Uncommon commons: In more than 30 years in sportscards publishing I have thrown hundreds of notes into files about the players – usually non-star players – who made up the majority of the baseball and football cards I collected as a kid. Today, I keep adding to those files as I peruse microfilms of The Sporting News from the 1880s through the 1960s. I found these tidbits brought some life to the player pictures on those cards. I figure that if I enjoyed them, you might too.
A bat thrown in retaliation after he'd been plunked cost Bob Gibson his first opportunity to win 20 games in a season.
In the May 4, 1964, game in St. Louis, Gibby was cruising with a 5-1 lead when he came to the plate in the bottom of the 4th against the Phillies.
Jack Baldschun had come on in relief and Gibson was the second batter to face him, McCarver having grounded out to open the inning.
Baldschun hit Gibson with a pitch and the fiery Cardinals pitcher threw his bat at Baldschun -- who caught it!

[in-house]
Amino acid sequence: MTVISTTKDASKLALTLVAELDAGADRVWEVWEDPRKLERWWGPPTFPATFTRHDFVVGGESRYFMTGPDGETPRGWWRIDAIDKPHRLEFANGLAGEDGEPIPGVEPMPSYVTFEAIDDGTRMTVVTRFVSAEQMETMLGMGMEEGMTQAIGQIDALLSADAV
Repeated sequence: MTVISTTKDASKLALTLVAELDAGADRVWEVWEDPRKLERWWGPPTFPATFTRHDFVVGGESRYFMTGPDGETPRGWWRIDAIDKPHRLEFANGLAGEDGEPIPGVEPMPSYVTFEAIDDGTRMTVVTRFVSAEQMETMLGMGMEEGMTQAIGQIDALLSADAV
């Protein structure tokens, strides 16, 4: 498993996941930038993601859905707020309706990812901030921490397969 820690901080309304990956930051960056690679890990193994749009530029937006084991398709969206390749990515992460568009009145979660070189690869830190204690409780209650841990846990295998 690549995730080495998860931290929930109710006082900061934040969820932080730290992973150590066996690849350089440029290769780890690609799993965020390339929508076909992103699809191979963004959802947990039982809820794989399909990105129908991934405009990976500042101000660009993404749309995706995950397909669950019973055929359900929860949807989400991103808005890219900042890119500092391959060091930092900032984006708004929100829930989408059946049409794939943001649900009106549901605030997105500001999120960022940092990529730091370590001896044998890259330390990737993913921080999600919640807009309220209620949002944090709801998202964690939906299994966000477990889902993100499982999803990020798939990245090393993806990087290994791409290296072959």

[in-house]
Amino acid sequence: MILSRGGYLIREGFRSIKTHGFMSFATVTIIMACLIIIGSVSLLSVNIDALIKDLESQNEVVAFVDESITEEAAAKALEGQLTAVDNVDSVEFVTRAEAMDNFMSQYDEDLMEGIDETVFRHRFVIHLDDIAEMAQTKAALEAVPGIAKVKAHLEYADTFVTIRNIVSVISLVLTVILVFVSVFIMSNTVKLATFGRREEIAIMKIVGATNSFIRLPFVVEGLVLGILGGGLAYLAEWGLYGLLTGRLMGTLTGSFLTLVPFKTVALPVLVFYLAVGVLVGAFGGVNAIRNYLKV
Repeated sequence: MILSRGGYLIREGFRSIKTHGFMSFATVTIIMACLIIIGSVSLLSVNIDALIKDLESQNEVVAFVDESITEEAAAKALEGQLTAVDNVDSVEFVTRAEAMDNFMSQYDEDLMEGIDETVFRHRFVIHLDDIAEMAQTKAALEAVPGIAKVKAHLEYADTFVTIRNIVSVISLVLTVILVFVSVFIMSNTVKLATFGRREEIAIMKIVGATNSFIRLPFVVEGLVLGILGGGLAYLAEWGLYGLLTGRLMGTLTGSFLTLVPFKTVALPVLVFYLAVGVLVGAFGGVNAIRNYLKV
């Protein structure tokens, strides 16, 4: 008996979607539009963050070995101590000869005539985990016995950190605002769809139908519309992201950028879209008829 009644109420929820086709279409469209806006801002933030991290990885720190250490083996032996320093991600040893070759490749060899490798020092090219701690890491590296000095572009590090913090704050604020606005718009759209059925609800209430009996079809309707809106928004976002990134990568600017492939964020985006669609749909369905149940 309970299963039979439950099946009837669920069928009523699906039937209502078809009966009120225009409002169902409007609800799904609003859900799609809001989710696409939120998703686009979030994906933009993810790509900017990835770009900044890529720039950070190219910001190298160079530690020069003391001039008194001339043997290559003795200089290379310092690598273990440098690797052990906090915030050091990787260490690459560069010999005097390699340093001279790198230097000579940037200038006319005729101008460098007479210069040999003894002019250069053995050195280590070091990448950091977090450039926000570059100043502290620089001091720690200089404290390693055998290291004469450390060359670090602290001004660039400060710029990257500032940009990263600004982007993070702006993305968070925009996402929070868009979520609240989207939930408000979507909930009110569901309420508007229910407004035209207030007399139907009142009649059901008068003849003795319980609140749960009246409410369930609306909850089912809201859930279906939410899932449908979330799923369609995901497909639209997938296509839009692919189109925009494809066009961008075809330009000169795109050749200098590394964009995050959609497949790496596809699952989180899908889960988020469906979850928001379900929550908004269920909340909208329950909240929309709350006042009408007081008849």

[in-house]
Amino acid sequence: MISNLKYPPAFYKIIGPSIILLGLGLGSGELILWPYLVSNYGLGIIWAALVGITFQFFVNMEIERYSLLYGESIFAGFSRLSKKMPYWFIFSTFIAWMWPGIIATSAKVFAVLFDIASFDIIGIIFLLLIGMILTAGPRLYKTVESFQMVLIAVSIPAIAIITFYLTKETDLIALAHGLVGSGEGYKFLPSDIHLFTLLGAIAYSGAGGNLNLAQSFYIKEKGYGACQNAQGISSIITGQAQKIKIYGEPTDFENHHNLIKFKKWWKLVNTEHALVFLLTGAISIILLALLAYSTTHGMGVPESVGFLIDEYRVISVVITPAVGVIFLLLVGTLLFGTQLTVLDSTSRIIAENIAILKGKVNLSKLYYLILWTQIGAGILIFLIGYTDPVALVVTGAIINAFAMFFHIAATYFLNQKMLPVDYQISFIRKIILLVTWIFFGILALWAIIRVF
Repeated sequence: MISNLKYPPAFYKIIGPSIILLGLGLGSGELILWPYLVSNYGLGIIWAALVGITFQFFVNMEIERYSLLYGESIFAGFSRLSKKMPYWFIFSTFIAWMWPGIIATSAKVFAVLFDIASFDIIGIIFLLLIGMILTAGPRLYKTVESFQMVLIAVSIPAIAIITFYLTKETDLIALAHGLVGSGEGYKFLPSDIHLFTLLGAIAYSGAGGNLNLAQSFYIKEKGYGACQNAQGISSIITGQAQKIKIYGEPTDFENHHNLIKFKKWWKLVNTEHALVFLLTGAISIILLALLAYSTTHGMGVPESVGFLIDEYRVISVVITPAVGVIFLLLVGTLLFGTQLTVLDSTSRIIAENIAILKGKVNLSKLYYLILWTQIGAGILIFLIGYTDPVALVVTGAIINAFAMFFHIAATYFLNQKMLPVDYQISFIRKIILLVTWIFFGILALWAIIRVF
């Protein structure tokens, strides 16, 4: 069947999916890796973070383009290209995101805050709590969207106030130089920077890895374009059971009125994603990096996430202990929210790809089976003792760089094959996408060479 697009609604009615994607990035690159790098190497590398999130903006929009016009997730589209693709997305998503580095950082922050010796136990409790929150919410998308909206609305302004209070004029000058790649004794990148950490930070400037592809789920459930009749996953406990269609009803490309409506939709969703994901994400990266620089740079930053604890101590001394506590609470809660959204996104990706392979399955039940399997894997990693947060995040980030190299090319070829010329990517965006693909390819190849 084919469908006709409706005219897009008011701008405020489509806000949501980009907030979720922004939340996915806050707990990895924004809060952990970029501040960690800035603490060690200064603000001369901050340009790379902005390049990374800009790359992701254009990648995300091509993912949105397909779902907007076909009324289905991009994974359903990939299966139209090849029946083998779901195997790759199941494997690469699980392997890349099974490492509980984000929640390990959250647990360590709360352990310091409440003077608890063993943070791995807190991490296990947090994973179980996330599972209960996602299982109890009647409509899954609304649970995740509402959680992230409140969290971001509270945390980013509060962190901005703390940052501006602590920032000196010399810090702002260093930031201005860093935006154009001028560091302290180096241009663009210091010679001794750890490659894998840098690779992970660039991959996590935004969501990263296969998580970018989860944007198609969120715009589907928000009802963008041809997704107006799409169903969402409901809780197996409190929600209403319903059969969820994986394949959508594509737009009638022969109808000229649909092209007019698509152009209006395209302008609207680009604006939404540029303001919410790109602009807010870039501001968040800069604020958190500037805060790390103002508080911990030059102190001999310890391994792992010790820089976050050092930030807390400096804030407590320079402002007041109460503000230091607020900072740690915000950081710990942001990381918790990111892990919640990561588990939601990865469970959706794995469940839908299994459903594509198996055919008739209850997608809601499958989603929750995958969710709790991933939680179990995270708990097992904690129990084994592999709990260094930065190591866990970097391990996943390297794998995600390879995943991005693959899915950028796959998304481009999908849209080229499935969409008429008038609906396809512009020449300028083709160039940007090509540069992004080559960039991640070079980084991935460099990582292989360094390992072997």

Gibson was ejected despite his plea that the bat had slipped out his hands. He told the umpire he wasn't foolish enough to pass up such an easy chance for a victory, but he was tossed anyway.
Not having pitched the requisite 4-1/2 innings, Gibson was ineligible for the eventual 9-2 win (it went to Roger Craig).
Gibson's mound record was 2-0 at the time. He went on to win 17 more games in the regular season, finishing with a 19-12 mark. From 1965-70, Gibson had 20 or more wins five times.
Actually, Gibson won 22 games in 1964. He had two World Series victories over the Yankees, including the Game 7 clincher. Named the Series MVP, Gibson won a 1965 Corvette.
I'm sure if a guy scoured contemporary newspaper accounts of the game, or of the Cardinals-Phillies recent past, he'd have a good chance to find a reason that Baldschun hit Gibson. But there's always the possibility that the pitch was one of those that just got away.